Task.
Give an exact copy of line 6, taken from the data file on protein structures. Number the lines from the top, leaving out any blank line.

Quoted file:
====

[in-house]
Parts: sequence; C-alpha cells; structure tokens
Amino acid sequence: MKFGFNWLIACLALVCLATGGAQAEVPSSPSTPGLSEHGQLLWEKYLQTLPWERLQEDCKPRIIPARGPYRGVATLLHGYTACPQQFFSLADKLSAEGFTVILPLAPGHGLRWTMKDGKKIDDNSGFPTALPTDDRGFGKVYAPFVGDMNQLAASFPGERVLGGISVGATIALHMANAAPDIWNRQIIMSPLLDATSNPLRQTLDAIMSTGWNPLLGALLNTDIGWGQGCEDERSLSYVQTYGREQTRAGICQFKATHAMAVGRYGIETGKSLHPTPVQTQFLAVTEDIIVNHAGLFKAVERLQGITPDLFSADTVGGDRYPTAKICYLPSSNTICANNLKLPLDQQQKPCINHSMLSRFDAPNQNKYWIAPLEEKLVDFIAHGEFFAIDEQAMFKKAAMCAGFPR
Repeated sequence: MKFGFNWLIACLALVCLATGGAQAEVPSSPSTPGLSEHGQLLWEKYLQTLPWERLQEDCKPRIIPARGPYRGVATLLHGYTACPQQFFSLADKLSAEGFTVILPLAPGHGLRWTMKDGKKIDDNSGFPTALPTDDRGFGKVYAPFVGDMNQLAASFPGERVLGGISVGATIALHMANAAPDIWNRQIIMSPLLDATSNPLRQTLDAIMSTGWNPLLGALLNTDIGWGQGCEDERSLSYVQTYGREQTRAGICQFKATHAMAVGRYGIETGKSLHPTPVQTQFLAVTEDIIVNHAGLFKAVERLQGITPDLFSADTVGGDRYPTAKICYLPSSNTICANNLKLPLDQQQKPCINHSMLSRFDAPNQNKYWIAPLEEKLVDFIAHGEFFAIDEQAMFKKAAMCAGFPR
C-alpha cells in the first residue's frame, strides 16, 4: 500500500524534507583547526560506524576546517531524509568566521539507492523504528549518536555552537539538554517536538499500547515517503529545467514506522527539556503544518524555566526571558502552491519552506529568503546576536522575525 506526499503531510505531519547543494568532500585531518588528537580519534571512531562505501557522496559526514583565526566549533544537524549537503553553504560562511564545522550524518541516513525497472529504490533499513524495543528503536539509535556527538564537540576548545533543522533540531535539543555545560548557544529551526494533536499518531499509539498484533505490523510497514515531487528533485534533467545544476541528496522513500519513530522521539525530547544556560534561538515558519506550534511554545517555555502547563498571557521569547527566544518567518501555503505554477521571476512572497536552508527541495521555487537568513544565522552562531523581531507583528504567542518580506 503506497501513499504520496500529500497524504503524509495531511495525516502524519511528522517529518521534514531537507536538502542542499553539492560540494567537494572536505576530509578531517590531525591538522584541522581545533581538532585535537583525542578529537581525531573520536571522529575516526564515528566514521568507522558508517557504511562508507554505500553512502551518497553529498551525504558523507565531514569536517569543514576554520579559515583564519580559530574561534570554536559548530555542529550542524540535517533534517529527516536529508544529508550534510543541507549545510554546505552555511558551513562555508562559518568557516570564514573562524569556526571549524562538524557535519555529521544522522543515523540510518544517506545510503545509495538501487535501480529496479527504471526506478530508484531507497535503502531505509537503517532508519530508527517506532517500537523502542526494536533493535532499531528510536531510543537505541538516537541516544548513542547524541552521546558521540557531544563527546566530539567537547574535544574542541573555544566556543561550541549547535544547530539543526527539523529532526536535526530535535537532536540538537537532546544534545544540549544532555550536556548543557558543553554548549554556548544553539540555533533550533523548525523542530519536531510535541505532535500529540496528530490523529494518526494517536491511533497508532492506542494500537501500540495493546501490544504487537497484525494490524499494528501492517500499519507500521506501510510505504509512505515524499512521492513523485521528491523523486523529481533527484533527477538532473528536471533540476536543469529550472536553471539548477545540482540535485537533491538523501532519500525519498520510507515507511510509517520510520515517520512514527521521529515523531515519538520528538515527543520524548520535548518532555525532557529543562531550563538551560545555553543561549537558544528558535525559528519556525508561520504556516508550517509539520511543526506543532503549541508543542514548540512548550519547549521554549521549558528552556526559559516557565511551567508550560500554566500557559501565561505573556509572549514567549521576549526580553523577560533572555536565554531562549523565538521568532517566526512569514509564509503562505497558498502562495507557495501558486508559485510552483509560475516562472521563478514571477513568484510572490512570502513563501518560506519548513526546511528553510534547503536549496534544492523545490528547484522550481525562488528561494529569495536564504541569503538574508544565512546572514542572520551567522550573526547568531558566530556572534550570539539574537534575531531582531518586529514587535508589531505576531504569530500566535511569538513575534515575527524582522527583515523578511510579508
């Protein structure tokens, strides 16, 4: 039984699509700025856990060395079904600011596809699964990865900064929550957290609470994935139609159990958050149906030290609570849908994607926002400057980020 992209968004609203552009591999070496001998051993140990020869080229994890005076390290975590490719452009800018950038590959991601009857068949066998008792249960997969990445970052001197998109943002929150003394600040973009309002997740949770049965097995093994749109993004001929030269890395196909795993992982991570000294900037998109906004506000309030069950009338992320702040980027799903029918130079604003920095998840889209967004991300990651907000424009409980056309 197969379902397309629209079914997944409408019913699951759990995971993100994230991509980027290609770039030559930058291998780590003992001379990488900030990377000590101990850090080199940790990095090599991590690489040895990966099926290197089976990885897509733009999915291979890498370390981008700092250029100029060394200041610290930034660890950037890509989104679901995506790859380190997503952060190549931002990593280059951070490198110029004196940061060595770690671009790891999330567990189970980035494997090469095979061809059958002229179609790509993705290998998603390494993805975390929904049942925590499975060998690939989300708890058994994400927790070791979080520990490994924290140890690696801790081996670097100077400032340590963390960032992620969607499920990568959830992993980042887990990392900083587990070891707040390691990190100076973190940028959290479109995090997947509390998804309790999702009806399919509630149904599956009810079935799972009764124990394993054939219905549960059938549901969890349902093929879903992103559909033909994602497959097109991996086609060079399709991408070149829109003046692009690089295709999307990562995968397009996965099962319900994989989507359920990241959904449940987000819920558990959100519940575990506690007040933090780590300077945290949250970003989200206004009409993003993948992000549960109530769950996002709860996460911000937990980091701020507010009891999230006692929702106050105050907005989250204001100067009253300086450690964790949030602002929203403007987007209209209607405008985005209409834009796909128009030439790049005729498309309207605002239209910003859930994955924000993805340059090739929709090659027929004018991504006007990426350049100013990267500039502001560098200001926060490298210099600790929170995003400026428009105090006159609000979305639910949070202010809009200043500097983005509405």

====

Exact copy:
């Protein structure tokens, strides 16, 4: 039984699509700025856990060395079904600011596809699964990865900064929550957290609470994935139609159990958050149906030290609570849908994607926002400057980020 992209968004609203552009591999070496001998051993140990020869080229994890005076390290975590490719452009800018950038590959991601009857068949066998008792249960997969990445970052001197998109943002929150003394600040973009309002997740949770049965097995093994749109993004001929030269890395196909795993992982991570000294900037998109906004506000309030069950009338992320702040980027799903029918130079604003920095998840889209967004991300990651907000424009409980056309 197969379902397309629209079914997944409408019913699951759990995971993100994230991509980027290609770039030559930058291998780590003992001379990488900030990377000590101990850090080199940790990095090599991590690489040895990966099926290197089976990885897509733009999915291979890498370390981008700092250029100029060394200041610290930034660890950037890509989104679901995506790859380190997503952060190549931002990593280059951070490198110029004196940061060595770690671009790891999330567990189970980035494997090469095979061809059958002229179609790509993705290998998603390494993805975390929904049942925590499975060998690939989300708890058994994400927790070791979080520990490994924290140890690696801790081996670097100077400032340590963390960032992620969607499920990568959830992993980042887990990392900083587990070891707040390691990190100076973190940028959290479109995090997947509390998804309790999702009806399919509630149904599956009810079935799972009764124990394993054939219905549960059938549901969890349902093929879903992103559909033909994602497959097109991996086609060079399709991408070149829109003046692009690089295709999307990562995968397009996965099962319900994989989507359920990241959904449940987000819920558990959100519940575990506690007040933090780590300077945290949250970003989200206004009409993003993948992000549960109530769950996002709860996460911000937990980091701020507010009891999230006692929702106050105050907005989250204001100067009253300086450690964790949030602002929203403007987007209209209607405008985005209409834009796909128009030439790049005729498309309207605002239209910003859930994955924000993805340059090739929709090659027929004018991504006007990426350049100013990267500039502001560098200001926060490298210099600790929170995003400026428009105090006159609000979305639910949070202010809009200043500097983005509405």